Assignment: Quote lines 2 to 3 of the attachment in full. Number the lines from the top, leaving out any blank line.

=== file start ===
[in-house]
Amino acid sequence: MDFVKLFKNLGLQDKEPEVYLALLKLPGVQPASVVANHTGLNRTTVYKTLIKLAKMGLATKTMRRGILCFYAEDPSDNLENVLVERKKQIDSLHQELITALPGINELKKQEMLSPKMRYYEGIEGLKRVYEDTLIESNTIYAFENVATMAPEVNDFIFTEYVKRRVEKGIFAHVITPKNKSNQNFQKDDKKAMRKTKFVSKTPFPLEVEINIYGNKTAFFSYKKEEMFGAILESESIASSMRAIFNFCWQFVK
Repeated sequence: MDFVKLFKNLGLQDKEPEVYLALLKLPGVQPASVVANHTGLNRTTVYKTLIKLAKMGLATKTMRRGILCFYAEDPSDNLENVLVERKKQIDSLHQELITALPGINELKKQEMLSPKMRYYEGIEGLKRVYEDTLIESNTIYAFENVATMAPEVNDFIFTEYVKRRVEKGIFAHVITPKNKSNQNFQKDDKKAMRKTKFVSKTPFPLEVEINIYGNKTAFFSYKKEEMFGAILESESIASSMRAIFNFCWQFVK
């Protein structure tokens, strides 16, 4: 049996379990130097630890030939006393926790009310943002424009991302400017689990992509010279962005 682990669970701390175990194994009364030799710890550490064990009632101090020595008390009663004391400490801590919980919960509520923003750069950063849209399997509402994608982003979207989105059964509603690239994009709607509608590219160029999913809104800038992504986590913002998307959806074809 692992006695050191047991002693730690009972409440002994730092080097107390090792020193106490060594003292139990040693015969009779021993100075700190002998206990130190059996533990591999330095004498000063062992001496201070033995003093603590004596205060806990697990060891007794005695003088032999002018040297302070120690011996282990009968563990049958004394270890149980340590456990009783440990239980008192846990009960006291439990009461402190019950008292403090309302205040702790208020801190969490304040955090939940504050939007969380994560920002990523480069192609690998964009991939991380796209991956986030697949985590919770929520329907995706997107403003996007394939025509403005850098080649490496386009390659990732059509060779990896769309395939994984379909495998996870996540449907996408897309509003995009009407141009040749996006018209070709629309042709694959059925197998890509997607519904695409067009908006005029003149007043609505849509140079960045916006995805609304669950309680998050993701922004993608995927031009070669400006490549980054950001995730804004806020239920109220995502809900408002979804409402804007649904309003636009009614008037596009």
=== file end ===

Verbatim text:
Amino acid sequence: MDFVKLFKNLGLQDKEPEVYLALLKLPGVQPASVVANHTGLNRTTVYKTLIKLAKMGLATKTMRRGILCFYAEDPSDNLENVLVERKKQIDSLHQELITALPGINELKKQEMLSPKMRYYEGIEGLKRVYEDTLIESNTIYAFENVATMAPEVNDFIFTEYVKRRVEKGIFAHVITPKNKSNQNFQKDDKKAMRKTKFVSKTPFPLEVEINIYGNKTAFFSYKKEEMFGAILESESIASSMRAIFNFCWQFVK
Repeated sequence: MDFVKLFKNLGLQDKEPEVYLALLKLPGVQPASVVANHTGLNRTTVYKTLIKLAKMGLATKTMRRGILCFYAEDPSDNLENVLVERKKQIDSLHQELITALPGINELKKQEMLSPKMRYYEGIEGLKRVYEDTLIESNTIYAFENVATMAPEVNDFIFTEYVKRRVEKGIFAHVITPKNKSNQNFQKDDKKAMRKTKFVSKTPFPLEVEINIYGNKTAFFSYKKEEMFGAILESESIASSMRAIFNFCWQFVK